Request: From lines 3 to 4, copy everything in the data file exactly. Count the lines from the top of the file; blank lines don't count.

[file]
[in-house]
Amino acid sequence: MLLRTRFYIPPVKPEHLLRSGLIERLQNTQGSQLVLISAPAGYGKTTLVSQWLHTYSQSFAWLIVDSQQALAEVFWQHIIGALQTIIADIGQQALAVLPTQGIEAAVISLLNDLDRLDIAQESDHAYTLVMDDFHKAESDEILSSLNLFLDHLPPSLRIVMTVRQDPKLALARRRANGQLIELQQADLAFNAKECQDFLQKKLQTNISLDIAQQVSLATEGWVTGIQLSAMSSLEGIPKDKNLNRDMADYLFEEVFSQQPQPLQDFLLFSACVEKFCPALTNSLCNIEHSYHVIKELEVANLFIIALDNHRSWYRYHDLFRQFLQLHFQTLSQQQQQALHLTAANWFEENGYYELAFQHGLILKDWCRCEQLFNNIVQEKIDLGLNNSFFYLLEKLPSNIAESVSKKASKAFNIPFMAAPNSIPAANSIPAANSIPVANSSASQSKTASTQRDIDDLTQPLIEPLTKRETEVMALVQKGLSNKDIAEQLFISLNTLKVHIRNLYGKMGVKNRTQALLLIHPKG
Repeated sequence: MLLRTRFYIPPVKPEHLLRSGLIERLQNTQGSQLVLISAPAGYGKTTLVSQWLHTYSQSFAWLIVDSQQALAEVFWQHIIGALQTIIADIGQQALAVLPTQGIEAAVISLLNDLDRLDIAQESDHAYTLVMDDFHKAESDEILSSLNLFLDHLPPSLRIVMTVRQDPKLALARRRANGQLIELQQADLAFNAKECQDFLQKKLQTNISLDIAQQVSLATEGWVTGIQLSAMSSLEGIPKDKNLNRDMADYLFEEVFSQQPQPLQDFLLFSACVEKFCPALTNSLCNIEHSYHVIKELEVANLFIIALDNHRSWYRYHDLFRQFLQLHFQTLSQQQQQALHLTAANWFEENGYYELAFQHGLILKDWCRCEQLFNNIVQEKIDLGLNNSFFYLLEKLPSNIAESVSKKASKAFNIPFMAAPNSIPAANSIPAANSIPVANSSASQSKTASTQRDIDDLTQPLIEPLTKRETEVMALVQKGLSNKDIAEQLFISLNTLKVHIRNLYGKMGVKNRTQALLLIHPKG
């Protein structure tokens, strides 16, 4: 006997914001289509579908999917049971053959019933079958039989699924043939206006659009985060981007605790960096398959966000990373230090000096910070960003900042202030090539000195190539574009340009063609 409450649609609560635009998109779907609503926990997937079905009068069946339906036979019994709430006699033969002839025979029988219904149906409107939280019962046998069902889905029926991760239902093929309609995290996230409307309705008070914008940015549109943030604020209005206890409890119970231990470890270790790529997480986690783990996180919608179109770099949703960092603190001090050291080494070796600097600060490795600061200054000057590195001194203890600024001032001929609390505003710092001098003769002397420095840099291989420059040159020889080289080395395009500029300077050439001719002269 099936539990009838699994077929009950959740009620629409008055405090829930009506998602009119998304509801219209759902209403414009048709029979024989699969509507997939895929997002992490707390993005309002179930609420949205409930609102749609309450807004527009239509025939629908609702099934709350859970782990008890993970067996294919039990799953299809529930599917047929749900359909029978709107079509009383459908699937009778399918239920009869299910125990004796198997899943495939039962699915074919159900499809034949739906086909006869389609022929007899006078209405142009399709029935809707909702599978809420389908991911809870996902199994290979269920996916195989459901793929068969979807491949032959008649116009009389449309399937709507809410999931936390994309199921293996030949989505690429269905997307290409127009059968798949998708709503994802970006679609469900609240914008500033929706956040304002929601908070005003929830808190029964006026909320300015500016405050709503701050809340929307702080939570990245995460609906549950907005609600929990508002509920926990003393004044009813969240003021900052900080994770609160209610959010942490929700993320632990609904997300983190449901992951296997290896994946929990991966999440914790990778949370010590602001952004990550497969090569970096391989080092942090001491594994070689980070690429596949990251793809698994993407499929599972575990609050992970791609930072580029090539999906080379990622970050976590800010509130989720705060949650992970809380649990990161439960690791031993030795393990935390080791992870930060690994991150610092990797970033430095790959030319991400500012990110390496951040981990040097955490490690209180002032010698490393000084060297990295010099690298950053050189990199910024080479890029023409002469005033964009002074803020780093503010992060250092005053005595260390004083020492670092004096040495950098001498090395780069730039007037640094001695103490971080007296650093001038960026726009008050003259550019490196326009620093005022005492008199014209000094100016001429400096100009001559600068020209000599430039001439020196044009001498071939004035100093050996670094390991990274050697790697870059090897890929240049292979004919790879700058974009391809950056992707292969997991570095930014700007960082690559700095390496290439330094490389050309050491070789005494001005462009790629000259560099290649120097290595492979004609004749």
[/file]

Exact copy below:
Repeated sequence: MLLRTRFYIPPVKPEHLLRSGLIERLQNTQGSQLVLISAPAGYGKTTLVSQWLHTYSQSFAWLIVDSQQALAEVFWQHIIGALQTIIADIGQQALAVLPTQGIEAAVISLLNDLDRLDIAQESDHAYTLVMDDFHKAESDEILSSLNLFLDHLPPSLRIVMTVRQDPKLALARRRANGQLIELQQADLAFNAKECQDFLQKKLQTNISLDIAQQVSLATEGWVTGIQLSAMSSLEGIPKDKNLNRDMADYLFEEVFSQQPQPLQDFLLFSACVEKFCPALTNSLCNIEHSYHVIKELEVANLFIIALDNHRSWYRYHDLFRQFLQLHFQTLSQQQQQALHLTAANWFEENGYYELAFQHGLILKDWCRCEQLFNNIVQEKIDLGLNNSFFYLLEKLPSNIAESVSKKASKAFNIPFMAAPNSIPAANSIPAANSIPVANSSASQSKTASTQRDIDDLTQPLIEPLTKRETEVMALVQKGLSNKDIAEQLFISLNTLKVHIRNLYGKMGVKNRTQALLLIHPKG
């Protein structure tokens, strides 16, 4: 006997914001289509579908999917049971053959019933079958039989699924043939206006659009985060981007605790960096398959966000990373230090000096910070960003900042202030090539000195190539574009340009063609 409450649609609560635009998109779907609503926990997937079905009068069946339906036979019994709430006699033969002839025979029988219904149906409107939280019962046998069902889905029926991760239902093929309609995290996230409307309705008070914008940015549109943030604020209005206890409890119970231990470890270790790529997480986690783990996180919608179109770099949703960092603190001090050291080494070796600097600060490795600061200054000057590195001194203890600024001032001929609390505003710092001098003769002397420095840099291989420059040159020889080289080395395009500029300077050439001719002269 099936539990009838699994077929009950959740009620629409008055405090829930009506998602009119998304509801219209759902209403414009048709029979024989699969509507997939895929997002992490707390993005309002179930609420949205409930609102749609309450807004527009239509025939629908609702099934709350859970782990008890993970067996294919039990799953299809529930599917047929749900359909029978709107079509009383459908699937009778399918239920009869299910125990004796198997899943495939039962699915074919159900499809034949739906086909006869389609022929007899006078209405142009399709029935809707909702599978809420389908991911809870996902199994290979269920996916195989459901793929068969979807491949032959008649116009009389449309399937709507809410999931936390994309199921293996030949989505690429269905997307290409127009059968798949998708709503994802970006679609469900609240914008500033929706956040304002929601908070005003929830808190029964006026909320300015500016405050709503701050809340929307702080939570990245995460609906549950907005609600929990508002509920926990003393004044009813969240003021900052900080994770609160209610959010942490929700993320632990609904997300983190449901992951296997290896994946929990991966999440914790990778949370010590602001952004990550497969090569970096391989080092942090001491594994070689980070690429596949990251793809698994993407499929599972575990609050992970791609930072580029090539999906080379990622970050976590800010509130989720705060949650992970809380649990990161439960690791031993030795393990935390080791992870930060690994991150610092990797970033430095790959030319991400500012990110390496951040981990040097955490490690209180002032010698490393000084060297990295010099690298950053050189990199910024080479890029023409002469005033964009002074803020780093503010992060250092005053005595260390004083020492670092004096040495950098001498090395780069730039007037640094001695103490971080007296650093001038960026726009008050003259550019490196326009620093005022005492008199014209000094100016001429400096100009001559600068020209000599430039001439020196044009001498071939004035100093050996670094390991990274050697790697870059090897890929240049292979004919790879700058974009391809950056992707292969997991570095930014700007960082690559700095390496290439330094490389050309050491070789005494001005462009790629000259560099290649120097290595492979004609004749």